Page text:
Sunday, March 4, 2007
The farmer raises his rifle shortly after 8 am as the sun emerges from behind a stand of oak and hickory trees. We've been waiting for full light to illuminate our deadly business. Now the moment has arrived. Except for the soft grunting of the pigs, all is calm. Then a single report from the farmer's .30-calibre Winchester cracks the air, and the first pig slumps to the ground: It is dead instantly with a bullet in the brain, but still thrashing and kicking involuntarily. We wait for the animal's spasms to subside, then grab its legs and drag the 325-pound carcass out of the holding pen. The farmer cuts a long incision along one of the pig's Achilles tendons and runs a steel chain through the hole. Moments later, the hydraulic lift on the back of a John Deere tractor hoists the pig into the air. We watch man, tractor and pig rumble and bump their way toward the barn where the pig will be gutted, skinned and cut into parts.
So began the first day of our matanza on Even' Star Farm outside Lexington Park, MD. For two years I'd been hearing stories about this annual weekend pork fest, named for the Spanish custom of community gathering and merry making around the slaughter of a large animal. The farmer, Brett Grohsgal, his wife, Christine Bergmark, along with several friends pool their funds to purchase and feed six pigs for the eight months or so it takes the swine to reach butchering size, then take the booty home to fill their freezers. I had heard there was much toil involved in turning the animals into roasts, chops and sausages, but that periods of hard work were bracketed by aggressive consumption of excellent vittles, spirit-enhancing liquids and lively camaraderie. I had groveled, pleaded and harangued for an invitation. And this year I came up lucky in a somewhat circumscribed fashion. I would not be one of the actual shareholders in the matanza, but a volunteer helper and chronicler of the event. Oh, and might I and my wife be able to provide breakfast and lunch for the first day's activities?
So we loaded family, grub, buffet platters and a few bottles of booze into the ol' Corolla and headed for St. Mary's County, about two hours south of Washington, DC.
Right here I will address some of the thoughts I know some of you are thinking, such as, Ew, yuk! Are you really going to look those pigs in the eye and then kill them? Don't you think that's cruel? And then you're going to cut them up and get blood on everything. Isn't that disgusting?
To which I respond, yes, no, yes and no.
In fact, I wish I could reply that I've given these matters a great deal of thought, but I haven't. I don't consider myself a deeply philosophical ethicist where animal rights are concerned. Perhaps that is a failing on my part, but certainly it is a common fact of our current condition. First and foremost, I consider myself a human who exists at the top of the food chain, and who is happy to occupy that position and not one farther down. Humans are omnivores, meaning they have evolved to eat almost everything, including other animals. I eat other animals. It only follows that the other animals must die and be made ready to eat. The question is, how humanely was the animal raised and killed that was meant for my consumption? And I happen to believe that the most humane treatment for such an animal, in this case a pig, is to give it plenty of room to romp out of doors, to feed it regularly with wholesome food, and then make its death as swift and painless and reverential as possible. Most of us--even the most sanctimonious--have simply removed ourselves from the process. We don't care to know that the animals we eat were raised in factory feedlots, then killed and sliced in assembly-line fashion by human drones. We sleep so much better at night oblivious to the way our food is mistreated on an everyday basis. We prefer to imagine that the pork chop staring at us from our dinner plate arrived there by some bloodless miracle of modern science, the spiritual connection having been drained out of the equation in the interest of efficiency and corporate profit.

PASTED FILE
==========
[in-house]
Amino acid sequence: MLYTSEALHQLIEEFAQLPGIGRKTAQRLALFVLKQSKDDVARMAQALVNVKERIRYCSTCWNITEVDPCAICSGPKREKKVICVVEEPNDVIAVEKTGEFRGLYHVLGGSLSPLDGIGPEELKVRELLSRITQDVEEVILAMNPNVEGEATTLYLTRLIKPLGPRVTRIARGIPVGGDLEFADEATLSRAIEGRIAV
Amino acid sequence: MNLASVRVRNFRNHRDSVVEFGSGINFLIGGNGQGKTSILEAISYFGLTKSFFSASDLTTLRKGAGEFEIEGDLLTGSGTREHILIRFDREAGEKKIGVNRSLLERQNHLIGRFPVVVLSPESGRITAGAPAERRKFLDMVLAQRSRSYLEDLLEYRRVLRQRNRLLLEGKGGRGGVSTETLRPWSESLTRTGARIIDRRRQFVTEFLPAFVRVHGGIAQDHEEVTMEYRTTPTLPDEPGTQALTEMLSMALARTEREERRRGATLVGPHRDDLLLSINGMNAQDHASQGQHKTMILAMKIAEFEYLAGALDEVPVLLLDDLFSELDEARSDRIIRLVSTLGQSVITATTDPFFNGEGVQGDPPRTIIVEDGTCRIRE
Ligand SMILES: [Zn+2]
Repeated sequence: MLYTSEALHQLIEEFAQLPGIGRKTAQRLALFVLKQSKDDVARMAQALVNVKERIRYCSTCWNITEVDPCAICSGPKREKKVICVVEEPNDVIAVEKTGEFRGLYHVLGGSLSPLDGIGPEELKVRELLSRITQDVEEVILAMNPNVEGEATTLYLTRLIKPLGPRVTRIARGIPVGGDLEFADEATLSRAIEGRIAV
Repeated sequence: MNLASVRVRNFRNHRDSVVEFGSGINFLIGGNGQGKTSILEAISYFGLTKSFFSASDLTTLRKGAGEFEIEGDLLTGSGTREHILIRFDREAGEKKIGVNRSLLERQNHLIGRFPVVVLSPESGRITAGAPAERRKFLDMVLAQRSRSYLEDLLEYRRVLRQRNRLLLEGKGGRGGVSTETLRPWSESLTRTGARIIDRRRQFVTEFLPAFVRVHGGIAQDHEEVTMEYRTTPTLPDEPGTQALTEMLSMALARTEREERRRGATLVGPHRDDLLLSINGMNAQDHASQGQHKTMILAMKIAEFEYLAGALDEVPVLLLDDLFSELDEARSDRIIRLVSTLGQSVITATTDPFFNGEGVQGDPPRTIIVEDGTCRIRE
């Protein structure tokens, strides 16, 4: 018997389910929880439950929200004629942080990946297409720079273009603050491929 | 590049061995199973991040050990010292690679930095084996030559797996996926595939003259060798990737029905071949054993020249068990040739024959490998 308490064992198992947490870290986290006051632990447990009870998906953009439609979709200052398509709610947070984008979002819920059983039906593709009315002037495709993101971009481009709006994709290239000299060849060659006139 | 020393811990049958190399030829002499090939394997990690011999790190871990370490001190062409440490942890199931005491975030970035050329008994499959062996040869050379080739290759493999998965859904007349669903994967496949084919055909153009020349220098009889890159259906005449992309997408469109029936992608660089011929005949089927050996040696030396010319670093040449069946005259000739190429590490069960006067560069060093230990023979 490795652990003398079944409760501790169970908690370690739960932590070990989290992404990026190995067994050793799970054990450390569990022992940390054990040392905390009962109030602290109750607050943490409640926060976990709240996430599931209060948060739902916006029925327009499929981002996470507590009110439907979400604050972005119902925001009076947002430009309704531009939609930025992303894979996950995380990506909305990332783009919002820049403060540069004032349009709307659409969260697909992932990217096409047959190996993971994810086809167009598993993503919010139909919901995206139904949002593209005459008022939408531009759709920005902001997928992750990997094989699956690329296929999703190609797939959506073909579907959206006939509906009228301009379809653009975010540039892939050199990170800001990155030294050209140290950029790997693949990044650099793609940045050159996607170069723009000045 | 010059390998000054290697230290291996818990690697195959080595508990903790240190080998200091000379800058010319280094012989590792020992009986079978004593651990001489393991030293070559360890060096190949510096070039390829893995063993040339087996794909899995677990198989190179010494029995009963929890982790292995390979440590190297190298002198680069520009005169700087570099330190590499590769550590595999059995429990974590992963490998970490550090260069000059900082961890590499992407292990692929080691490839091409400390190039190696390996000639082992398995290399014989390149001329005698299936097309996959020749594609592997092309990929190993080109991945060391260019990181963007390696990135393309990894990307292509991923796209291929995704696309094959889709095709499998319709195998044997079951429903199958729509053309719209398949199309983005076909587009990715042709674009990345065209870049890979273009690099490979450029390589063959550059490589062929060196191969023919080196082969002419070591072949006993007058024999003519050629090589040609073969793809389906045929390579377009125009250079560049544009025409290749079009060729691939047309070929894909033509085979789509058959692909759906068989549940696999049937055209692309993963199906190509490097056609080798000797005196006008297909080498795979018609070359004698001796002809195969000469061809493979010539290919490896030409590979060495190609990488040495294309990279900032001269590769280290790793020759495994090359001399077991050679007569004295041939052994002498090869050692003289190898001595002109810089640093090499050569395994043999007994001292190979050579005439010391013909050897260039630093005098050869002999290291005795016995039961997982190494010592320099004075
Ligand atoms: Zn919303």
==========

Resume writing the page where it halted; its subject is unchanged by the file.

The plain truth is, we are complicit any way you look at it. You can't eat meat without first killing an animal and spilling blood. And although I did not come face-to-face with this truth until later in life, I do not flinch from it. I have helped Brett Grohsgal butcher deer that he has shot on his farm. I have helped him kill and butcher sheep. Brett may be unusual in that he does not shrink from the fact of death preceding life. He lives off the land and is reconciled to that most primal of needs to kill in order to survive. He brings life out of the ground with his crops, and he puts meat on the table with his gun.
Fortunately, he also knows how to have a good time in the processs. So we spent our first night on the farm not with polemics, but with some excellent prosciutto made by one of Brett's cohorts in the matanza, chef Jeffrey Heineman, owner of Grapeseed restaurant in Bethesda. We followed that with grilled burgers wrapped in baguettes, a pleasant malbec wine and eventually a few rounds of some potent homemade schnaps.
Memories of the evening are a bit vague. We were steeling ourselves for the work to come. At one point there would be 13 adults and five children involved; pigs to kill, gut and skin; roasts and chops to carve; fires to stoke; fat to separate for rendering lard; hams and bacon to salt; 300 pounds of sausage meat to grind, season and stuff into casings; many more pounds of meat to label and package. All that awaits.
To be continued...